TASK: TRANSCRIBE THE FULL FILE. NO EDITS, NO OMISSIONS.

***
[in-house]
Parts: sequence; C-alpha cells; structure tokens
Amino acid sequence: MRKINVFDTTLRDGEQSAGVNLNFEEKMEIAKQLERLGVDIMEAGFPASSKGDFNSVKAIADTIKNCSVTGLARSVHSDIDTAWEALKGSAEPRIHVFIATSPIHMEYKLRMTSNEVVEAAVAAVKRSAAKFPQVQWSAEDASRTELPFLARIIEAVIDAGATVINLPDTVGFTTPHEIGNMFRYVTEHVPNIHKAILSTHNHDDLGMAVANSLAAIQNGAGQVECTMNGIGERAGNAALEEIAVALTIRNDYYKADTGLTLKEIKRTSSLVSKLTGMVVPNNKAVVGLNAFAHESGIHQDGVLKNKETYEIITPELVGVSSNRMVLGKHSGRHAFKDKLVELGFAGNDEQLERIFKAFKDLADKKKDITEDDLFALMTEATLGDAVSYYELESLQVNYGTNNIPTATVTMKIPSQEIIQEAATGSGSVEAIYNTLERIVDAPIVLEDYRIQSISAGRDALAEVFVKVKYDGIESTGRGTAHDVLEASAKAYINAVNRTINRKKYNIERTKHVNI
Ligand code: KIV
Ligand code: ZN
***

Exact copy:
[in-house]
Parts: sequence; C-alpha cells; structure tokens
Amino acid sequence: MRKINVFDTTLRDGEQSAGVNLNFEEKMEIAKQLERLGVDIMEAGFPASSKGDFNSVKAIADTIKNCSVTGLARSVHSDIDTAWEALKGSAEPRIHVFIATSPIHMEYKLRMTSNEVVEAAVAAVKRSAAKFPQVQWSAEDASRTELPFLARIIEAVIDAGATVINLPDTVGFTTPHEIGNMFRYVTEHVPNIHKAILSTHNHDDLGMAVANSLAAIQNGAGQVECTMNGIGERAGNAALEEIAVALTIRNDYYKADTGLTLKEIKRTSSLVSKLTGMVVPNNKAVVGLNAFAHESGIHQDGVLKNKETYEIITPELVGVSSNRMVLGKHSGRHAFKDKLVELGFAGNDEQLERIFKAFKDLADKKKDITEDDLFALMTEATLGDAVSYYELESLQVNYGTNNIPTATVTMKIPSQEIIQEAATGSGSVEAIYNTLERIVDAPIVLEDYRIQSISAGRDALAEVFVKVKYDGIESTGRGTAHDVLEASAKAYINAVNRTINRKKYNIERTKHVNI
Ligand code: KIV
Ligand code: ZN